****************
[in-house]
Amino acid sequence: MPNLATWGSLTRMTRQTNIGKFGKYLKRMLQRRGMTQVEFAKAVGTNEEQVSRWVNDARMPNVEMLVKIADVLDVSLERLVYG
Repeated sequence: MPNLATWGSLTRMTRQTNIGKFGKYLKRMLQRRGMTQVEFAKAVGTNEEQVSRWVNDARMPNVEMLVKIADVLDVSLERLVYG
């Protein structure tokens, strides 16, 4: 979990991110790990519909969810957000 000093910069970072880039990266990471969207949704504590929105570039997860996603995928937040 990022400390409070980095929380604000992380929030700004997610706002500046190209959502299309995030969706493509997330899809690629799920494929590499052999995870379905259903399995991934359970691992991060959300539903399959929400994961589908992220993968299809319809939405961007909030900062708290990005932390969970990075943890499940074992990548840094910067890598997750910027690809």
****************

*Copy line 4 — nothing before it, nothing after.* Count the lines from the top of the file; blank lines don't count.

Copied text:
């Protein structure tokens, strides 16, 4: 979990991110790990519909969810957000 000093910069970072880039990266990471969207949704504590929105570039997860996603995928937040 990022400390409070980095929380604000992380929030700004997610706002500046190209959502299309995030969706493509997330899809690629799920494929590499052999995870379905259903399995991934359970691992991060959300539903399959929400994961589908992220993968299809319809939405961007909030900062708290990005932390969970990075943890499940074992990548840094910067890598997750910027690809």